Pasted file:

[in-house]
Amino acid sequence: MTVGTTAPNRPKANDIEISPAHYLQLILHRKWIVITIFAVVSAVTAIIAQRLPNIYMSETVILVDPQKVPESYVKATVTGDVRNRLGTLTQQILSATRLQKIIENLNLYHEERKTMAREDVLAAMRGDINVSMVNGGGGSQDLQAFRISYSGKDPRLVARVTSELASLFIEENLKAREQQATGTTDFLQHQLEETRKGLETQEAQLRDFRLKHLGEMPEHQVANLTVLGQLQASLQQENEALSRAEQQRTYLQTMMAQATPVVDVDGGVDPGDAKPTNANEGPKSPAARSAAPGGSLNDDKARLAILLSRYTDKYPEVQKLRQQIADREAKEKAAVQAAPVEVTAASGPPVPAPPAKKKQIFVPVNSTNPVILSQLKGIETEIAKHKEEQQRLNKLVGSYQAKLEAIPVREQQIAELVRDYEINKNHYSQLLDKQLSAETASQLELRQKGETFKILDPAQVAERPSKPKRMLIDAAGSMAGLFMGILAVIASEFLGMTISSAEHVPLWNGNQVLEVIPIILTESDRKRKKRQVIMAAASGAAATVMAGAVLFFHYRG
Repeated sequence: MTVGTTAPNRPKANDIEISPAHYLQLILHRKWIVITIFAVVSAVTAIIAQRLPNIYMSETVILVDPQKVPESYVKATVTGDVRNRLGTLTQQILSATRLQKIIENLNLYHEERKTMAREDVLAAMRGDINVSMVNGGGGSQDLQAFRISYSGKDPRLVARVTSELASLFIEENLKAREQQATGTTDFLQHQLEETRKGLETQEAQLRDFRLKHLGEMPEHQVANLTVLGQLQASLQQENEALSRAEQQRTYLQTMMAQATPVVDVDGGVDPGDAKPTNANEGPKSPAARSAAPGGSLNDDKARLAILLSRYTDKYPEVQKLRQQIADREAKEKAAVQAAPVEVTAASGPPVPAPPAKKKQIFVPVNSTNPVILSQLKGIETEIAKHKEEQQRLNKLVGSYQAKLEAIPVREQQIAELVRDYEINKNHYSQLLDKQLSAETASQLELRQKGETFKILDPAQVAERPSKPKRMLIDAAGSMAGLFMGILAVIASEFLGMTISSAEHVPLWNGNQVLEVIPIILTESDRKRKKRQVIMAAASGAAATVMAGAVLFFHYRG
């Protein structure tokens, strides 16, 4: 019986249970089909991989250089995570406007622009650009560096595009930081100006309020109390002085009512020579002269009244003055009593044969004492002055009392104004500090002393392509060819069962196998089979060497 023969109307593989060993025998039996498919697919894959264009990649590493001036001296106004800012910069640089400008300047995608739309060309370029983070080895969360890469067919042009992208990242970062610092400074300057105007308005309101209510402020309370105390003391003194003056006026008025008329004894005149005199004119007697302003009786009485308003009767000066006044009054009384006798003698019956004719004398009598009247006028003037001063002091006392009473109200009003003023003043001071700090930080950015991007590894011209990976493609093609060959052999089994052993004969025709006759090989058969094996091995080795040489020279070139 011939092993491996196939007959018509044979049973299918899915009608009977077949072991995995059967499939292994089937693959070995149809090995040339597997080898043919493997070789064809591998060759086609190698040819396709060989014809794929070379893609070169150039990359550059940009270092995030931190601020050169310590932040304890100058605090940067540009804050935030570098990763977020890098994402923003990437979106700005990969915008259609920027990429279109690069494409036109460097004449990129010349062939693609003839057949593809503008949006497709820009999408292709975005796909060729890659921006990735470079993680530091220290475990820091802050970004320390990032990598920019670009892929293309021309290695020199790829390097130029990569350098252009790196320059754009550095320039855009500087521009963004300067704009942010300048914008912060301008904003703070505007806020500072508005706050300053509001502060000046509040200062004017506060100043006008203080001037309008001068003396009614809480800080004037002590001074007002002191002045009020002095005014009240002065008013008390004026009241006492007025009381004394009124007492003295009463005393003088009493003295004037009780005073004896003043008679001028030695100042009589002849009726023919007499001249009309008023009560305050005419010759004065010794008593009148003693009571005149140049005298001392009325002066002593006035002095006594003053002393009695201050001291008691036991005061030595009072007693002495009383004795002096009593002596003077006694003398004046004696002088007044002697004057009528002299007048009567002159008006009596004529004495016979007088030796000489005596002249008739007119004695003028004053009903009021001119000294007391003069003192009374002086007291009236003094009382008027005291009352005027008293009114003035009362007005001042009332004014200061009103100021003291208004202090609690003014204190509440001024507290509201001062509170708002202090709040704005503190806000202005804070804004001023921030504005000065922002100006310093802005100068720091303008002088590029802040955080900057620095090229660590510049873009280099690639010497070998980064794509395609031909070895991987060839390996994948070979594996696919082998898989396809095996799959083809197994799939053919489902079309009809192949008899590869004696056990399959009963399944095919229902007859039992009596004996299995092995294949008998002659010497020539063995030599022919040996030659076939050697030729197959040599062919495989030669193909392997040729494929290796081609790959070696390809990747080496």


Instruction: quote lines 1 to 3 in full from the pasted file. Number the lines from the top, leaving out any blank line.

[in-house]
Amino acid sequence: MTVGTTAPNRPKANDIEISPAHYLQLILHRKWIVITIFAVVSAVTAIIAQRLPNIYMSETVILVDPQKVPESYVKATVTGDVRNRLGTLTQQILSATRLQKIIENLNLYHEERKTMAREDVLAAMRGDINVSMVNGGGGSQDLQAFRISYSGKDPRLVARVTSELASLFIEENLKAREQQATGTTDFLQHQLEETRKGLETQEAQLRDFRLKHLGEMPEHQVANLTVLGQLQASLQQENEALSRAEQQRTYLQTMMAQATPVVDVDGGVDPGDAKPTNANEGPKSPAARSAAPGGSLNDDKARLAILLSRYTDKYPEVQKLRQQIADREAKEKAAVQAAPVEVTAASGPPVPAPPAKKKQIFVPVNSTNPVILSQLKGIETEIAKHKEEQQRLNKLVGSYQAKLEAIPVREQQIAELVRDYEINKNHYSQLLDKQLSAETASQLELRQKGETFKILDPAQVAERPSKPKRMLIDAAGSMAGLFMGILAVIASEFLGMTISSAEHVPLWNGNQVLEVIPIILTESDRKRKKRQVIMAAASGAAATVMAGAVLFFHYRG
Repeated sequence: MTVGTTAPNRPKANDIEISPAHYLQLILHRKWIVITIFAVVSAVTAIIAQRLPNIYMSETVILVDPQKVPESYVKATVTGDVRNRLGTLTQQILSATRLQKIIENLNLYHEERKTMAREDVLAAMRGDINVSMVNGGGGSQDLQAFRISYSGKDPRLVARVTSELASLFIEENLKAREQQATGTTDFLQHQLEETRKGLETQEAQLRDFRLKHLGEMPEHQVANLTVLGQLQASLQQENEALSRAEQQRTYLQTMMAQATPVVDVDGGVDPGDAKPTNANEGPKSPAARSAAPGGSLNDDKARLAILLSRYTDKYPEVQKLRQQIADREAKEKAAVQAAPVEVTAASGPPVPAPPAKKKQIFVPVNSTNPVILSQLKGIETEIAKHKEEQQRLNKLVGSYQAKLEAIPVREQQIAELVRDYEINKNHYSQLLDKQLSAETASQLELRQKGETFKILDPAQVAERPSKPKRMLIDAAGSMAGLFMGILAVIASEFLGMTISSAEHVPLWNGNQVLEVIPIILTESDRKRKKRQVIMAAASGAAATVMAGAVLFFHYRG